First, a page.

Sustainserv Zurich, and the auditing and tax consulting firm Dr. Kleeberg & Partner GmbH, Munich, jointly examined the sustainability reporting practices of selected medium-sized and family-owned companies in Bavaria. In each case, they used the most recent reports issued, which were published on April 1, 2020 or June 1, 2021. In terms of the disclosure deadlines applicable to medium-sized companies, these typically concerned the reporting years 2018 or 2019.
The aim of this study was to determine whether issues relating to sustainability and climate change are already a mainstay of the corporate strategy at these companies – which are not (yet) legally required to report on sustainability – and thus also appear in their reports. It was found that, although the companies are essentially aware of society’s growing interest in sustainability issues – both generally and with regard to their products –, they have not yet addressed the topic consistently and uniformly in their corporate communications. To date, medium-sized companies have largely neglected the opportunity to grant stakeholders insights into their economic, ecological, and social policies by means of sustainability reporting.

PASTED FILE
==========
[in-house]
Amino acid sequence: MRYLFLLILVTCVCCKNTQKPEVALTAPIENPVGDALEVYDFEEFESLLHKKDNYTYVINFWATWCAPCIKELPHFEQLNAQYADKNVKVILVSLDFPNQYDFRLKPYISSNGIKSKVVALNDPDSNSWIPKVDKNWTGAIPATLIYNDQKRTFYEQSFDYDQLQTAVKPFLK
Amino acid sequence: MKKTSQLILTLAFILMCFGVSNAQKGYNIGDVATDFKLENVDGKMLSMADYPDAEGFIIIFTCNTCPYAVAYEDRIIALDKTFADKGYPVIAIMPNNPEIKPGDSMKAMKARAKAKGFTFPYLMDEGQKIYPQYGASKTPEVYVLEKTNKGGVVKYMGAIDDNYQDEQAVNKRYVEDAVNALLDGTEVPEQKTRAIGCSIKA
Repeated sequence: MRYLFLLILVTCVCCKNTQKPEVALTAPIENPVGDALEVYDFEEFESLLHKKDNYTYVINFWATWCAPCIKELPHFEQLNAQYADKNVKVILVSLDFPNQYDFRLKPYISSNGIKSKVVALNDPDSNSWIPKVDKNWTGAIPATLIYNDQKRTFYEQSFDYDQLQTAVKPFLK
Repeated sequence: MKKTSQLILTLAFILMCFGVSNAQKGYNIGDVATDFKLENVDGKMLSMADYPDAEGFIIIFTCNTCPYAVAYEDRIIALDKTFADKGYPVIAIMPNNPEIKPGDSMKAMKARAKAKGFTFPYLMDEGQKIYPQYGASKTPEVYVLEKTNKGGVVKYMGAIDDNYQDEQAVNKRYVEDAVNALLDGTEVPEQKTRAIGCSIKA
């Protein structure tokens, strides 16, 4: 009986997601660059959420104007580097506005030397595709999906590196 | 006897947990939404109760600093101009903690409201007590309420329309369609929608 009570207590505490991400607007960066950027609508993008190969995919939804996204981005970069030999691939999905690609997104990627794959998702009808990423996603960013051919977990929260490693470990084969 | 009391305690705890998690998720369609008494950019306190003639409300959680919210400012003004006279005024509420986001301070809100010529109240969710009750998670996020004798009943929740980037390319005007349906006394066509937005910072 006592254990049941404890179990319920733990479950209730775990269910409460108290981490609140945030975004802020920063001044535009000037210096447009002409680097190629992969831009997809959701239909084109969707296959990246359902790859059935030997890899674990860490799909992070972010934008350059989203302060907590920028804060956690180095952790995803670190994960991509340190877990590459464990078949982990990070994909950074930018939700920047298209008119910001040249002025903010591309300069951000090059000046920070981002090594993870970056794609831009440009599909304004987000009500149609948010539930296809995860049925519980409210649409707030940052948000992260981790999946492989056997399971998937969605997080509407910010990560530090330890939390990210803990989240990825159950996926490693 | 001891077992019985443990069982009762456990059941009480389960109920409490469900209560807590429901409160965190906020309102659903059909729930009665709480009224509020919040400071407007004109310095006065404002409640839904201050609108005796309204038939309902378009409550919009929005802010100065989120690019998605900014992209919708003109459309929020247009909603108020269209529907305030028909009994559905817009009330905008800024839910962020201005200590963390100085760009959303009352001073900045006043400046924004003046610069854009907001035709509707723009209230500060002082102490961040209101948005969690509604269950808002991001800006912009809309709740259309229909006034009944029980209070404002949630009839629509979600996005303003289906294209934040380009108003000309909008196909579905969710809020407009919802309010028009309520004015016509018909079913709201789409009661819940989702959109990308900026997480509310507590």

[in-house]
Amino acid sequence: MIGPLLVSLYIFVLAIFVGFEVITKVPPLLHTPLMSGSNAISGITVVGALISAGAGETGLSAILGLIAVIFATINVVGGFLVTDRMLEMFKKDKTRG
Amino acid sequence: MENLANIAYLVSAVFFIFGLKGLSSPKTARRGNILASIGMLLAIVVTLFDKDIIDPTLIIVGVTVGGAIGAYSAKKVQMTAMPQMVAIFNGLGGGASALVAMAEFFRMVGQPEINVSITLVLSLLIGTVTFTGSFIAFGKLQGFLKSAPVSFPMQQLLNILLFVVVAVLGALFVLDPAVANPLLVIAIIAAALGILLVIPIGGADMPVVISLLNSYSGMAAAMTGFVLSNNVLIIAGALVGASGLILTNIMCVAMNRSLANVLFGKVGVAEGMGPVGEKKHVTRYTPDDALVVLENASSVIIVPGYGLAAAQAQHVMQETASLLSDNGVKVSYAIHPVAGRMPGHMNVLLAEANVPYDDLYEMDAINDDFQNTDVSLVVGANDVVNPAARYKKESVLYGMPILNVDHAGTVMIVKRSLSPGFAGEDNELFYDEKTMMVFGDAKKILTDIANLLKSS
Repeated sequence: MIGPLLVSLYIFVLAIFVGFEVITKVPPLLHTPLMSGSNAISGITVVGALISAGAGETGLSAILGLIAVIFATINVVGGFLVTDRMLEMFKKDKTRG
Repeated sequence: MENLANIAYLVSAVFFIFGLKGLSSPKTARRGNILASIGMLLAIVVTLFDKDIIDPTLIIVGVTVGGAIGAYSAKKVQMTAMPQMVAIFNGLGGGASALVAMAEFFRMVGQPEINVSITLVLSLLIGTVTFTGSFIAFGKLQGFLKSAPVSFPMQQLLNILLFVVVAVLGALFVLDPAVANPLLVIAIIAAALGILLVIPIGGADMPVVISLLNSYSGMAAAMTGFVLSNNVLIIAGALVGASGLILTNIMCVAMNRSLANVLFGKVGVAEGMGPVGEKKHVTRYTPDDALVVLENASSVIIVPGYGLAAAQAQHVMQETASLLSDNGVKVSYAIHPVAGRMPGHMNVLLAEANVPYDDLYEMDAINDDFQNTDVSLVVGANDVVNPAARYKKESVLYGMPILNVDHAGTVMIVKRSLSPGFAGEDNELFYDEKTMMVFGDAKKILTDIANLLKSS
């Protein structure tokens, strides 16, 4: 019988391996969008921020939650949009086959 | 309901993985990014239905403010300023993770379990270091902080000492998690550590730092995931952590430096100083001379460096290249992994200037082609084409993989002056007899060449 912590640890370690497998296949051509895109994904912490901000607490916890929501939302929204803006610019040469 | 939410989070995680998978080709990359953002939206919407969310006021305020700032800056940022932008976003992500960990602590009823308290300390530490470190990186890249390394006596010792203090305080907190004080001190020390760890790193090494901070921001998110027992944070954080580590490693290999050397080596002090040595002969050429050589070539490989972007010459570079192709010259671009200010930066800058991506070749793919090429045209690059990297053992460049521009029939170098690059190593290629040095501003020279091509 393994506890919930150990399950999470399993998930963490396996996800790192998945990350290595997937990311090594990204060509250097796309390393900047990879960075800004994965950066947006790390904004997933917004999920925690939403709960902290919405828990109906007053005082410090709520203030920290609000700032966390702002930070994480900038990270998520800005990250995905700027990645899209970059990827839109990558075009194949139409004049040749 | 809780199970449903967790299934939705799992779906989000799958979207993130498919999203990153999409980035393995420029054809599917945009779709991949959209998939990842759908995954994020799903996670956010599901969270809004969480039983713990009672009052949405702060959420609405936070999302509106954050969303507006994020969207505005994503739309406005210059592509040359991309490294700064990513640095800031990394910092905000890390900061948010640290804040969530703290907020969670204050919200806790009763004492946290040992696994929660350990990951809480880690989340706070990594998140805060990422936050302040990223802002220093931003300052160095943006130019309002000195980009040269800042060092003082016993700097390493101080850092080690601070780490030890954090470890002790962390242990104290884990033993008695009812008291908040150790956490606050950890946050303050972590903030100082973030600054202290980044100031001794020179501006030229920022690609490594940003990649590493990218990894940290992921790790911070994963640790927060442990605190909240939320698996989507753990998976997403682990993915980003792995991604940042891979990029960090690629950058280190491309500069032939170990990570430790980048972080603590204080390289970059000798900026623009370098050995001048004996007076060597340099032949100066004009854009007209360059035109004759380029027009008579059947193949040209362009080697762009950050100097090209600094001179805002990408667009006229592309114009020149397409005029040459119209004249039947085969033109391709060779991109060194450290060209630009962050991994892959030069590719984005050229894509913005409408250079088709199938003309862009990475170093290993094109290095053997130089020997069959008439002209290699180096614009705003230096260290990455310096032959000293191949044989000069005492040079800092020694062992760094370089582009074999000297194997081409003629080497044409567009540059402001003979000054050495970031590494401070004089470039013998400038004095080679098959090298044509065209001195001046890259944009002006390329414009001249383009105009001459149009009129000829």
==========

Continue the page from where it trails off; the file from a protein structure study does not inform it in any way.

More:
Given changing attitudes in society, various sustainability “megatrends,” and increasing regulatory requirements, sustainability reporting at medium-sized companies is due to become a far more significant issue in the coming years. These companies, in particular, need to be mindful of the fact that a full and frank engagement with the issues involved in clear, proactive sustain-ability reporting will allow them to grasp the opportunity not only to meet the growing requirements and demands of stakeholders but also to stand out from the competition.
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Background and (legal) requirements for Sustainability Communications